Tuesday, February 21, 2006

Growth, Sad Growth

We track outcomes and units of service very carefully here at Central Dallas Ministries.

There are a number of reasons why we take the time and the care to do so.

Funders want to know what we are up to and what we are actually accomplishing.

More importantly, we want to know what happens month-by-month. We want to study the community, its responses and its demands. By tracking our activities and efforts we gain valuable community intelligence beyond the specifics of our various endeavors.

As a result of this commitment as an organization, I receive a steady stream of periodic reports on all that we do.

Recently, a report on our Community Health Services crossed my desk.

As I reviewed it, I have to say I was amazed.

A year ago in January 2005, we "hosted" 1085 patient visits, including 555 general medical visits, 61 diabetic patients, and 28 pastoral counseling sessions.

This year in January those numbers had all grown significantly. We provided a welcoming medical home for 1541 patient appointments (up 42% from last year). Of these visits, 970 fell in the general medicine category (up 75%), 91 involved diabetic patients (up 49%)and 45 came for pastoral counseling (up 61%).

Clearly, the need of the community is not declining.

None of our patients enjoy the benefits of medical insurance. Almost all either work or come from working families in the case of our children.

Recently, while providing a group of interested guests a tour of the CDM landscape, we dropped in on the clinic operation. People were everywhere--standing outside, three deep down the hallways, seated on the staircase, crammed into the waiting room.

We need more space.

We are working on plans to relocate the clinic to a larger building, possibly into our headquarters building on Haskell. We will figure it out.

The point here is clear: the need grows and grows.

At the same time, community resources continue to shrink.

Our growth amazes me, but it is sad growth indeed.


Brian Slusser said...

Sad Growth. Indeed. I struggle with this issue myself. In doing Kingdom work, Community Development, Leadership development, or anything really in the name of Jesus...We are constantly confronted with this empty pit of need.

We can try to "work harder, smarter" but no matter what, we as humans never get to the bottom of this endless pit of need. So what's the trick to keep from getting discouraged... If we say that God is sovereign and sit back and relax...we are confronted with need and pain and our own guilt for not doing anything
. If we strive for living authentic and coherent lives as Jesus called us to. We still see the pain..We may be burnt-out and disenfranchised...and we STILL may feel guilty for not doing enough.

How do y'all balance that out?? I know we are signposts for the kingdom. and we can't expect to achieve utopian society this side of heaven. But i'm curious to how veterens of urban ministry...heck even veterns of following Jesus. Find a coherent vision that sustains them in such a broken painful world.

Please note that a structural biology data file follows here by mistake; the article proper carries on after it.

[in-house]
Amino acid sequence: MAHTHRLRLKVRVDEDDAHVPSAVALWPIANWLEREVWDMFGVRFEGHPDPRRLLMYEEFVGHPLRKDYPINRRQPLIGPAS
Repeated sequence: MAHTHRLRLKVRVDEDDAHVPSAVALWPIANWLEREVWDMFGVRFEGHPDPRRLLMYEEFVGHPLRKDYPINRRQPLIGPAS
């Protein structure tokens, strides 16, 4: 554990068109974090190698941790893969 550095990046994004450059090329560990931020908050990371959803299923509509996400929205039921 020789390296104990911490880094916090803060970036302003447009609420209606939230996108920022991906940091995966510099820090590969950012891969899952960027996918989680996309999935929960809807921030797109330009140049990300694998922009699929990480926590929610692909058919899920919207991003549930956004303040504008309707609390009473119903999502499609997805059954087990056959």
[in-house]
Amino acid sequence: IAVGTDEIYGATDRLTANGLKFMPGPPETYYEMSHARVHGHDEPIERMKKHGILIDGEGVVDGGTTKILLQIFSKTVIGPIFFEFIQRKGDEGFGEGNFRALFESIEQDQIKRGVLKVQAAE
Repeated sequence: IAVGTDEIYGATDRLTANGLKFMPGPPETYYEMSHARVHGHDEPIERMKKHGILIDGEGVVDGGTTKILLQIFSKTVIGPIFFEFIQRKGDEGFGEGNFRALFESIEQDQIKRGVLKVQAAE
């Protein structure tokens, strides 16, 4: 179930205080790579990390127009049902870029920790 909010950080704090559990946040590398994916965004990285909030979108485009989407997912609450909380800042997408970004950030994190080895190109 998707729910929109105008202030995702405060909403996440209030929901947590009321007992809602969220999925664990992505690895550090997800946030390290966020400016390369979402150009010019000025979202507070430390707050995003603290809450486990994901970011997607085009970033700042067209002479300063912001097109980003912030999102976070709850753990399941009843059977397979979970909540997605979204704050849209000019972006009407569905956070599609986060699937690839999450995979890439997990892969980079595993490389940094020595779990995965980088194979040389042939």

Finally... Deuteronomy 15 where we here more on the year of jubilee and canceling debts ect. vs 4 says "there should be no poor among you"

vs 7 says "if there is a poor man among your brothers.....

vs 11 says "There will ALWAYS be poor people in the land.

What do you make of this. its sad that we have all the resources in the world that we need..and we have all the powerful, savy, innovative creative people that we need to distribute them wisely....if they so choose to...... but that basically we see in the word....that none of this happens..this side of heaven... I guess we rejoice that we have a Great God that we KNOW will make it all happen and then some..when he returns. to wipe every tear away and make all things new.

I guess it makes you pray a little louder... Thy Kingdom Come. When you see the growth in need, Larry. But the tricky part is knowing that Jesus also is using us to give evidence of this kingdom. I guess this is all to say I want to know how others process, and reconcile these issues. while being in the midst of it all

Larry James said...

Brian, thanks for your thoughts.

It is true, of course, that our responses to people trapped in poverty aren't what they should be and will never be all they need to be.

But the point here is that we can do so much better than we are currently doing--we have done better in the past and we can do better going forward if we change our will.

The biblical text you mention in Deuteronomy is a classic and contains part of our answer for today. That passage makes it clear that for ancient Israel there were systemic provisions built into the nation's law and economic policy that protected the poor and checked unbridled materialism.

In a Constitutional democracy such as ours public policy decisions at the macro level have direct and enormous impact on life in communities and families.

Our approach as people of faith needs to be two-fold:

1) We need to reach out to and engage the poor as friends, partners and peers.

2) We must exercise our political power to change the way the system is oppressing the poor today.

We must not give in to despair.